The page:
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East Pearl (六鼎記), Cantonese near Route 355 and 28 in Rockville - Owner Sue Li Also Owned Wheaton's China Chef


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East Pearl has been open only two weeks, but I've already been three times. The menu is huge, and since every dish I've had has been a hit, I am drawn to keep returning.

No website, and too lazy to scan the takeout menu. In fact, as I look at it, I realize that a good chunk of the "chinese" part of the menu isn't even on the takeout menu. In the restaurant, there's not a separate Chinese menu, though there is an add-on page of specials that they have brought each time, so there's no non-Chinese bias. In fact, as soon as I start pointing to the "chinese" side of the menu, they smile and start recommending dishes.

Some things I have had, in no particular order:

Shrimp wonton noodle soup - nearly paper-thin wonton wrappers that hold large diced shrimp inside, nicely chewy noodles that are impossibly long, and a broth that some might call salty but I can't get enough of.

Cured bacon with chinese broccoli - nicely bitter greens, a rich brown sauce, and not only pork belly but also chinese sausage.

Deep fried spicy pork chop - not that spicy by my standards, but well fried and juicy

Assorted meats & seafood w bean curd in casserole - nothing fancy, but tons of shrimp, scallops, squid, cuttlefish, pork, chicken in a rich sauce.

Pig skin & turnips - I was thinking this might be crispy, but it was braised and oh so good.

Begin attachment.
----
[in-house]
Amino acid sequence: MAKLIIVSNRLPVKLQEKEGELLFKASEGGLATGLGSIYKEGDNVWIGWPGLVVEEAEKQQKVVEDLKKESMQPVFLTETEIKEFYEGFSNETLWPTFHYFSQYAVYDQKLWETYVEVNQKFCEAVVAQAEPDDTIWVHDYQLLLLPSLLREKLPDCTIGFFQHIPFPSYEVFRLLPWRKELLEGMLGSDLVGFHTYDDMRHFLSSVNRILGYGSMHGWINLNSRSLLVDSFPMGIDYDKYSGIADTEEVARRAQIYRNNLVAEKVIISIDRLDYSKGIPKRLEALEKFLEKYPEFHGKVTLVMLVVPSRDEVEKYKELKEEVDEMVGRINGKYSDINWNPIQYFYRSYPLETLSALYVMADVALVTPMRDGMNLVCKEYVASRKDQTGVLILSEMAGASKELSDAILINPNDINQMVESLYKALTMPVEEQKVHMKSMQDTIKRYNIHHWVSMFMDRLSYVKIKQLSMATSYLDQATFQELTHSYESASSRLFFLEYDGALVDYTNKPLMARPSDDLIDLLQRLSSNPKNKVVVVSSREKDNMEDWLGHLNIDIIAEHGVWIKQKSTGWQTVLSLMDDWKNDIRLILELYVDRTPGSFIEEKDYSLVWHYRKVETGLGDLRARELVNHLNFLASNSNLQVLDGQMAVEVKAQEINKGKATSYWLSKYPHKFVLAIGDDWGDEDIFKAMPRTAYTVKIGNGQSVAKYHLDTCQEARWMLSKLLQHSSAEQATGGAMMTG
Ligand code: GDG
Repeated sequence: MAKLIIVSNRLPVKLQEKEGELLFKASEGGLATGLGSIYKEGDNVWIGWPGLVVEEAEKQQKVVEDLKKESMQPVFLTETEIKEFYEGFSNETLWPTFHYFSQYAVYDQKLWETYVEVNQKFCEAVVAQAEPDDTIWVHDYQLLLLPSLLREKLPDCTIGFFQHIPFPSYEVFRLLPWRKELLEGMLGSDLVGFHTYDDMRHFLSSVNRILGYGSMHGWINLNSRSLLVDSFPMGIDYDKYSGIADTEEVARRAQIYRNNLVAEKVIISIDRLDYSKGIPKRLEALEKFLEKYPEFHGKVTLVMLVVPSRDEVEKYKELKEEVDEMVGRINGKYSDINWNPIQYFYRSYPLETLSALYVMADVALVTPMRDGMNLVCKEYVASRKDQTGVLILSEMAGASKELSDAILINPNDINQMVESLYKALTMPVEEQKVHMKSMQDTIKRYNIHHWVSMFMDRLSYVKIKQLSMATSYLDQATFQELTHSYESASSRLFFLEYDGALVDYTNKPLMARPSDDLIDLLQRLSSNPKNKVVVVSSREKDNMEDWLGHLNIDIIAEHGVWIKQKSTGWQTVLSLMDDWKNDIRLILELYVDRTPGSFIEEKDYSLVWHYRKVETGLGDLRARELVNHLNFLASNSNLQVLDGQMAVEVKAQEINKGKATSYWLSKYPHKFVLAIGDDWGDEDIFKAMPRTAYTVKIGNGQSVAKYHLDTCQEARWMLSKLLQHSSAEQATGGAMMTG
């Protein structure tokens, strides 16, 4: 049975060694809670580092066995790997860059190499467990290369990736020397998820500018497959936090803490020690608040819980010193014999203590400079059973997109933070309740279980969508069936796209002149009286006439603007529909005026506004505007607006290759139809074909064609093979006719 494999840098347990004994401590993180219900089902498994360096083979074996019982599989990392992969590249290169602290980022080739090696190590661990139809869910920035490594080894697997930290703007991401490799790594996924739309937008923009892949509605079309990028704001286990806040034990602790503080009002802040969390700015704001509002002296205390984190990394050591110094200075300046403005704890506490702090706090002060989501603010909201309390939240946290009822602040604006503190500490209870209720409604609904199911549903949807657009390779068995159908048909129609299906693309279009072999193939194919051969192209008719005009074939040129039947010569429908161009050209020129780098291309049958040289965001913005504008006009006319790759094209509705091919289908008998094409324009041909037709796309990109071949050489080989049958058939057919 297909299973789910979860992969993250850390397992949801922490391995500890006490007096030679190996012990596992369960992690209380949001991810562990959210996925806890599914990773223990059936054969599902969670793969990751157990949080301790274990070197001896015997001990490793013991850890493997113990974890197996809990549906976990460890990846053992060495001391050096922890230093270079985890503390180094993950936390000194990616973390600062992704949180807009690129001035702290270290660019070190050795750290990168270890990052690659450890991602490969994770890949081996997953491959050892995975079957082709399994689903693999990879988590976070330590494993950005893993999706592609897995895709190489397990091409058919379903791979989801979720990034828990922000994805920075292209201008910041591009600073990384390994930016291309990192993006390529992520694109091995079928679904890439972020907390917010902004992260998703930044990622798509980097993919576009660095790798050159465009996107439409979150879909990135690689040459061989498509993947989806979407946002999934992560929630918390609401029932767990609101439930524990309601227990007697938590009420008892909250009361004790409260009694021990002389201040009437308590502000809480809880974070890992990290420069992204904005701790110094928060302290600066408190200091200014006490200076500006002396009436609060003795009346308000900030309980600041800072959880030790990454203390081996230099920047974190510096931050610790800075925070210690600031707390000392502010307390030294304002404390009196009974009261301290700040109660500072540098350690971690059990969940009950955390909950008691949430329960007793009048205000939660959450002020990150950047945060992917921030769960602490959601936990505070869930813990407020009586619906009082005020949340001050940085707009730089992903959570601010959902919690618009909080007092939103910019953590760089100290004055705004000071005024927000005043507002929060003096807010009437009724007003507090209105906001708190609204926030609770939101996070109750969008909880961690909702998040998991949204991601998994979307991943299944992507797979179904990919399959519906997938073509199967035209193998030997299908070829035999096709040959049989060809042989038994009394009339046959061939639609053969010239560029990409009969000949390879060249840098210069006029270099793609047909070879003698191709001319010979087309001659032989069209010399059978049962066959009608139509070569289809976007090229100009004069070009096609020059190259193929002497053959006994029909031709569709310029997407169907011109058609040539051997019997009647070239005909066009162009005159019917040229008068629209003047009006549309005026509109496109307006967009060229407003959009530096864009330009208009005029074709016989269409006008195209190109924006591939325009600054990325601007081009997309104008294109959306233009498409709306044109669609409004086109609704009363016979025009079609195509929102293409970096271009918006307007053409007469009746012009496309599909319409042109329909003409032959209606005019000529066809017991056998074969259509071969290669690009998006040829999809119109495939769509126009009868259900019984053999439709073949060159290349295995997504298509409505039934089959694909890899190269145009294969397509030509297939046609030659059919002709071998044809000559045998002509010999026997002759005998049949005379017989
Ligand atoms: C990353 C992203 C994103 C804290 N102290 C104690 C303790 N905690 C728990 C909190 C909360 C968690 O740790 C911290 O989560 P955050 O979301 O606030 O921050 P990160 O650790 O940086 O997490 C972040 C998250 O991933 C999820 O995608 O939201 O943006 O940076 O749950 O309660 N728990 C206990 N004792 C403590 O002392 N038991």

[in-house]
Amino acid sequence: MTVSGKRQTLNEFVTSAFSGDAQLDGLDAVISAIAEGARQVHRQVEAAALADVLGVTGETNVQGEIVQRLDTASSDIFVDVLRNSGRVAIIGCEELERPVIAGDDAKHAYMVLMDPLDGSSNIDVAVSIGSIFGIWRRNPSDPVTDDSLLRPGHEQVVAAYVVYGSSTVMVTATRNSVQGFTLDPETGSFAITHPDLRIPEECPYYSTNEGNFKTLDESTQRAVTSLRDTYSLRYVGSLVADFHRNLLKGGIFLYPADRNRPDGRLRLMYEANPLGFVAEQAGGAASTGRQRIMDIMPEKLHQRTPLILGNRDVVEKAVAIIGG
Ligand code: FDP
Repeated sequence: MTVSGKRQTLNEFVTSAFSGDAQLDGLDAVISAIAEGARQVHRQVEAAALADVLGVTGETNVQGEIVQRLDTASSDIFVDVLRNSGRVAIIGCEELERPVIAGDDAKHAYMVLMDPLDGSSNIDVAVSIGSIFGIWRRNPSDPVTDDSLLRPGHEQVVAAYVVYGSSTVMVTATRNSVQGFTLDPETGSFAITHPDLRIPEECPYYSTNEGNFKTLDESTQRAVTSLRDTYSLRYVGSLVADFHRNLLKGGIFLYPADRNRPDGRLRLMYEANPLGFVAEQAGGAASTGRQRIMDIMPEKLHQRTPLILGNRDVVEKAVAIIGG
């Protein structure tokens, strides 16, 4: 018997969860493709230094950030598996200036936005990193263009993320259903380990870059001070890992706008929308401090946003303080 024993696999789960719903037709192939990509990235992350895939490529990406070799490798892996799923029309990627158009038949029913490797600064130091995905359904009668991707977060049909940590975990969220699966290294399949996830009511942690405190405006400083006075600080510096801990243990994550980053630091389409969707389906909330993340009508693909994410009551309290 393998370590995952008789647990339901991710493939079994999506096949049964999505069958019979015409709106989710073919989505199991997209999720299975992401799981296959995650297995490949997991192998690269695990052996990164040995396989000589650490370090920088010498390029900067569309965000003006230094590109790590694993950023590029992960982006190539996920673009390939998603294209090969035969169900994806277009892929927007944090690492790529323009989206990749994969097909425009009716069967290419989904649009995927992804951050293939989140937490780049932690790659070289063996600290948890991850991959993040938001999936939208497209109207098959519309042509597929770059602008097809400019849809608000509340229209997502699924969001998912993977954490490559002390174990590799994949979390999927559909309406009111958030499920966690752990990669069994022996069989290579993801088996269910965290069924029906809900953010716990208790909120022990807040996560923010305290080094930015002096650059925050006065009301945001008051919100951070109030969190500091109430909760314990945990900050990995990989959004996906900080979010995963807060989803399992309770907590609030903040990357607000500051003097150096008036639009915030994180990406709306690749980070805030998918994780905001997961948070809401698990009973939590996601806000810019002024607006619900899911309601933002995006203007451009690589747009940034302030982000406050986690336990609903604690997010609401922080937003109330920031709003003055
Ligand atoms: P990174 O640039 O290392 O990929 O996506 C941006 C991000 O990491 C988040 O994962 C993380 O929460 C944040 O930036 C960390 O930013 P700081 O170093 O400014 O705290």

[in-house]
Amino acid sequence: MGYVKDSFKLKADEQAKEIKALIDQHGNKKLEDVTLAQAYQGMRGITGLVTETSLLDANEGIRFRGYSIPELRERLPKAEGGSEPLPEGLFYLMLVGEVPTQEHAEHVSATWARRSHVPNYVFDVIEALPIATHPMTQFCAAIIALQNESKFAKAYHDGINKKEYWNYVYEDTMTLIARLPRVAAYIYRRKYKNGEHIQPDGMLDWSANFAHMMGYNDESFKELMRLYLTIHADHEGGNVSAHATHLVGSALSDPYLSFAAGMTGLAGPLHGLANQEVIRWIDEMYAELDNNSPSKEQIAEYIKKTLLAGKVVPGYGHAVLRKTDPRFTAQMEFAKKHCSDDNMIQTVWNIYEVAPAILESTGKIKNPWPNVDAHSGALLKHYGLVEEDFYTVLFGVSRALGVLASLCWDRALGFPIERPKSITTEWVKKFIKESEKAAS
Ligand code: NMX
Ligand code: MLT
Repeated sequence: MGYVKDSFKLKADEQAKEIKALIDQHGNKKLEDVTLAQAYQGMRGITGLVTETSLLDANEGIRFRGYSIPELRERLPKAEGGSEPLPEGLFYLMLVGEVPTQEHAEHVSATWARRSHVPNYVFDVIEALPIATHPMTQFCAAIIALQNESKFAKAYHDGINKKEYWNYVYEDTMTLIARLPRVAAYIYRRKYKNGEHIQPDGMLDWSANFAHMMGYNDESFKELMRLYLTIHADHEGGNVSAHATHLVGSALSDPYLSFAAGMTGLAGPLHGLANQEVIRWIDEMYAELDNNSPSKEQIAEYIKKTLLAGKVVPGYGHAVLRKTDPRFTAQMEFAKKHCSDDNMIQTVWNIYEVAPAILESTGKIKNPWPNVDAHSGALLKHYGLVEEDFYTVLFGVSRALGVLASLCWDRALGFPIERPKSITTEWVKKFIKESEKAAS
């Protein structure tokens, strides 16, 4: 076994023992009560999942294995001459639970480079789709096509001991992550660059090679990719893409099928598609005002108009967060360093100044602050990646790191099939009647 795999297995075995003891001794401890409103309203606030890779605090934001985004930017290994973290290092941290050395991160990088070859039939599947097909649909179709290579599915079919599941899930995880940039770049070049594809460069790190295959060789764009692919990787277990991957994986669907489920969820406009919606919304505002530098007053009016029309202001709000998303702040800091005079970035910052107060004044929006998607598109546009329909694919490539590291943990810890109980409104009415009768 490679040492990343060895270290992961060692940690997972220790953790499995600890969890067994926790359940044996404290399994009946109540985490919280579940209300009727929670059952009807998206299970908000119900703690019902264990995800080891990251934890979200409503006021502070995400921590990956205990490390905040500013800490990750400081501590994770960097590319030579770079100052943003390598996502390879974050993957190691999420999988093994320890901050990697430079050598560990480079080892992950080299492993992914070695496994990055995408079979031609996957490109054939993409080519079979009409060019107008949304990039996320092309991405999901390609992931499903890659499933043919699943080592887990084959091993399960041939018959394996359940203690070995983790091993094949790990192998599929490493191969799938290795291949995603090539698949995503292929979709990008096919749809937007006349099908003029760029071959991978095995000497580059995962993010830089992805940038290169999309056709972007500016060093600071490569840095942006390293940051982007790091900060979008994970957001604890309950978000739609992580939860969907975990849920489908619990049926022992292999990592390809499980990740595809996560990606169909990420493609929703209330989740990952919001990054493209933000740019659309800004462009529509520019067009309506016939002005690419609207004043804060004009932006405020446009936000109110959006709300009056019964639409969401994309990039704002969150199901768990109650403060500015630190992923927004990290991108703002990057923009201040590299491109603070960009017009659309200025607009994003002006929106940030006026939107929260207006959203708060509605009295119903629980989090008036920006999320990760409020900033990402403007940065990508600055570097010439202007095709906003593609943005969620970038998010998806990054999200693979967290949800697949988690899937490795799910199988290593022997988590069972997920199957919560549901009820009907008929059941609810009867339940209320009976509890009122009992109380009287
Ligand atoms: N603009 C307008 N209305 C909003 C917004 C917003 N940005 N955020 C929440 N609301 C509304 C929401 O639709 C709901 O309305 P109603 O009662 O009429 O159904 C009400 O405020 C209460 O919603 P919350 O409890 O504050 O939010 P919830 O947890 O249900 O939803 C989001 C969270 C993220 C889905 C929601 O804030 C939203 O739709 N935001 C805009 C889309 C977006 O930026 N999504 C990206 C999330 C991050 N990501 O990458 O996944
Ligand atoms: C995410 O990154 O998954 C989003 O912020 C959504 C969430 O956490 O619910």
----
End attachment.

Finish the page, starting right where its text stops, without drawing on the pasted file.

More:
There are entire sections of the menu for noodle soups, "rice on xxx", casseroles, noodles (chow foon, rice noodles, e-fu, young chow, pan fried, etc.), BBQ, and that's not even counting 2 pages of "chef's specialties" which include all kind of organ meats, frog, lobster and clams, etc. All of the food on the other tables looks great, and I'm the only non-Chinese person I've seen in the restaurant after 3 visits.

Portions are generous, and prices are low. Three of us were hungry tonight, polished off 3 dishes plus a noodle soup, and the total was still well under $20pp after tax and tip.

Definitely a $20 Tuesday candidate.

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In the same disjointed strip that has the MoCo liquor store, Pho Nom Nom (formerly Ba Le).

And adjacent to the worst mashup of stupid trends ever - Yocake. That's right, a crappy cupcake, wrapper taken off, placed in a cup, and bad tart frozen yogurt on top.

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Yocake. That's freakin' priceless! Does it have a PR agent? Is a TopChef alum behind it? Is there an associated yocake truck--maybe called "yocake gocake"?! Go now before the lines are around the block and prices rise!!! :D:lol: